With dog-like or anthropomorphic robots, we've get used to robots of "normal" or "human" size. But amongst the numerous directions robotics research is exploring, small-sized robots are maybe the most promising.
Small robots are light, easy to transport, and can go virtually anywhere. And if they become "very" small, they can even do much more. Like working on atoms - yes, atoms - for instance.
The NanoWalker project has been initiated at MIT at the end of the 90s, at the BioInstrumentation Laboratory. The goal: create "micromachines" that could communicate, move autonomously, and perform task at a very small scale, like moving cells or combining atoms.
The first prototypes have been achieved in year 2000, with the production of robots that can fit on a (small) coin. Equipped with three legs, the machines can move with great precision at a very quick pace (roughly 4.000 steps per second). But they also come with a wireless system allowing communications with a centralized computer, a camera, and will soon get additional tools allowing them to work. Among this tools, a Scanning Tunneling Microscope (STM) is an obvious candidate. It will transform the robots into high precision nano-manipulators, able to "seize" one atom at a time, and pave the way of the creation a nano-factories.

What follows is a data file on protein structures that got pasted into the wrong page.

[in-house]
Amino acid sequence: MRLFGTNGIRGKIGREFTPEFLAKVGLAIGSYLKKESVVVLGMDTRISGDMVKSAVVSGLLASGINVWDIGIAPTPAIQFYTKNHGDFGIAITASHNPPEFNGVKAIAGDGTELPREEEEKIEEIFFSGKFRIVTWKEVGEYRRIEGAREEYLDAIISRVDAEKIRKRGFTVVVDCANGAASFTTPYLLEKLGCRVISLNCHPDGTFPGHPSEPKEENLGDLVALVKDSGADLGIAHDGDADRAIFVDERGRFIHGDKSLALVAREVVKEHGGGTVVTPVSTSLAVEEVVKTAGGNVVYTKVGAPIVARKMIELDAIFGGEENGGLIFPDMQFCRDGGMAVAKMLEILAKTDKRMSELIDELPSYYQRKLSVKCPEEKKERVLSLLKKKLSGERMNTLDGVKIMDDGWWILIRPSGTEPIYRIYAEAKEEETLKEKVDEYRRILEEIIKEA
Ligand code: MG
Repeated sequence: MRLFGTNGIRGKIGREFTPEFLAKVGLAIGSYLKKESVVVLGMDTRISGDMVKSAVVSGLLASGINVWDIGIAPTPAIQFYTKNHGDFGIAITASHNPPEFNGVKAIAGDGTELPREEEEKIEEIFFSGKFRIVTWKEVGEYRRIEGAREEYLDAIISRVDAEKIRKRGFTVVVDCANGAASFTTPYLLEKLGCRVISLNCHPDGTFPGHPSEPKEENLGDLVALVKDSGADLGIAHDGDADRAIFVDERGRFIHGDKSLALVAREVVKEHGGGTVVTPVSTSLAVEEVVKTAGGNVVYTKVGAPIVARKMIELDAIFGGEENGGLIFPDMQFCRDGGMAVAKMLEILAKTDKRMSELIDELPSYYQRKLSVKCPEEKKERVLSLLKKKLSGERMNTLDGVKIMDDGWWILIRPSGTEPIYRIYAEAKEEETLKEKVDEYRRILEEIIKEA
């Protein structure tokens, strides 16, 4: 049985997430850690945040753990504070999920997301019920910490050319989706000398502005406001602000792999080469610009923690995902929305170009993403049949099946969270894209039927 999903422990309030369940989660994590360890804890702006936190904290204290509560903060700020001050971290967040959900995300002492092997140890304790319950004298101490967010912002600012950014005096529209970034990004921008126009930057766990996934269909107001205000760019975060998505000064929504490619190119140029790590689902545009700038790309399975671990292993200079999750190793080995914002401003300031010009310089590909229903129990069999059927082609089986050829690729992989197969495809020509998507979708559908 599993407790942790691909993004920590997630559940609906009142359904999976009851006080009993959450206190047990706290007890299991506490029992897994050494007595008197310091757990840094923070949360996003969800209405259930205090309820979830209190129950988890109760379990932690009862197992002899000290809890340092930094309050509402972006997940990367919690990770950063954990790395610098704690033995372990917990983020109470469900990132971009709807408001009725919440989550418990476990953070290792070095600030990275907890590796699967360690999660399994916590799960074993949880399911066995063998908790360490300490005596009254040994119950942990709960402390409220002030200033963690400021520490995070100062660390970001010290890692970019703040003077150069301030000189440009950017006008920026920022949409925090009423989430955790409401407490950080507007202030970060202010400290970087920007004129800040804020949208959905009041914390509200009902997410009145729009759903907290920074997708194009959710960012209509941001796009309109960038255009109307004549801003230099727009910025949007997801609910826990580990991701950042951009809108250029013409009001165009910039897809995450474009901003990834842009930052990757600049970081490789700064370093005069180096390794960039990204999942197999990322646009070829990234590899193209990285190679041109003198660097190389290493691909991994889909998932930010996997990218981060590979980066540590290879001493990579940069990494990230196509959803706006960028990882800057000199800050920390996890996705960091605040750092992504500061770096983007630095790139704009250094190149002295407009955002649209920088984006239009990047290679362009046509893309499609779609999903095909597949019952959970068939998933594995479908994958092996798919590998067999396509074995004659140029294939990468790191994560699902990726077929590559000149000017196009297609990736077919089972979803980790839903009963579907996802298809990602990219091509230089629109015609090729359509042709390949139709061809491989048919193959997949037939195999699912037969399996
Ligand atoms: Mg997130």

Think about it: based on the present design of the system, "more than 29 trillion operations and more than 120 billion accurate measurements could be performed per week per robot". And of course, such a nanofactory could involve hundreds, or even thousands of robots working 24 hours a day. And the whole factory could fit in your garage...
Photos © MIT
Cyril Fievet, February 8, 2002
MIT - NanoWalkers
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